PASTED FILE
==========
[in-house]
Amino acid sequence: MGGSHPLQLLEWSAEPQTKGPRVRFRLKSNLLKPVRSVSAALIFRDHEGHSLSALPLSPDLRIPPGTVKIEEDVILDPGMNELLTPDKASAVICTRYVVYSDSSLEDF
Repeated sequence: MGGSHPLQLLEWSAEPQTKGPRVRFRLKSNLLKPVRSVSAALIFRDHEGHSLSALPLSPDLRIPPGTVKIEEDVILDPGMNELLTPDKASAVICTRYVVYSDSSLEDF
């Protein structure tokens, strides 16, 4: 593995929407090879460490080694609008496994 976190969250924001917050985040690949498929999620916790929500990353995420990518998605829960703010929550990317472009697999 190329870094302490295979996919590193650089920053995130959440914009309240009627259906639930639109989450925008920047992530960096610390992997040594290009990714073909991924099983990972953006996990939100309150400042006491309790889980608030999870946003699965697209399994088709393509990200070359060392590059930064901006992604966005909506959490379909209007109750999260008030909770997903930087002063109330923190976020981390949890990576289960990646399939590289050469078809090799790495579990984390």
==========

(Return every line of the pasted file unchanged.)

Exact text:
[in-house]
Amino acid sequence: MGGSHPLQLLEWSAEPQTKGPRVRFRLKSNLLKPVRSVSAALIFRDHEGHSLSALPLSPDLRIPPGTVKIEEDVILDPGMNELLTPDKASAVICTRYVVYSDSSLEDF
Repeated sequence: MGGSHPLQLLEWSAEPQTKGPRVRFRLKSNLLKPVRSVSAALIFRDHEGHSLSALPLSPDLRIPPGTVKIEEDVILDPGMNELLTPDKASAVICTRYVVYSDSSLEDF
């Protein structure tokens, strides 16, 4: 593995929407090879460490080694609008496994 976190969250924001917050985040690949498929999620916790929500990353995420990518998605829960703010929550990317472009697999 190329870094302490295979996919590193650089920053995130959440914009309240009627259906639930639109989450925008920047992530960096610390992997040594290009990714073909991924099983990972953006996990939100309150400042006491309790889980608030999870946003699965697209399994088709393509990200070359060392590059930064901006992604966005909506959490379909209007109750999260008030909770997903930087002063109330923190976020981390949890990576289960990646399939590289050469078809090799790495579990984390």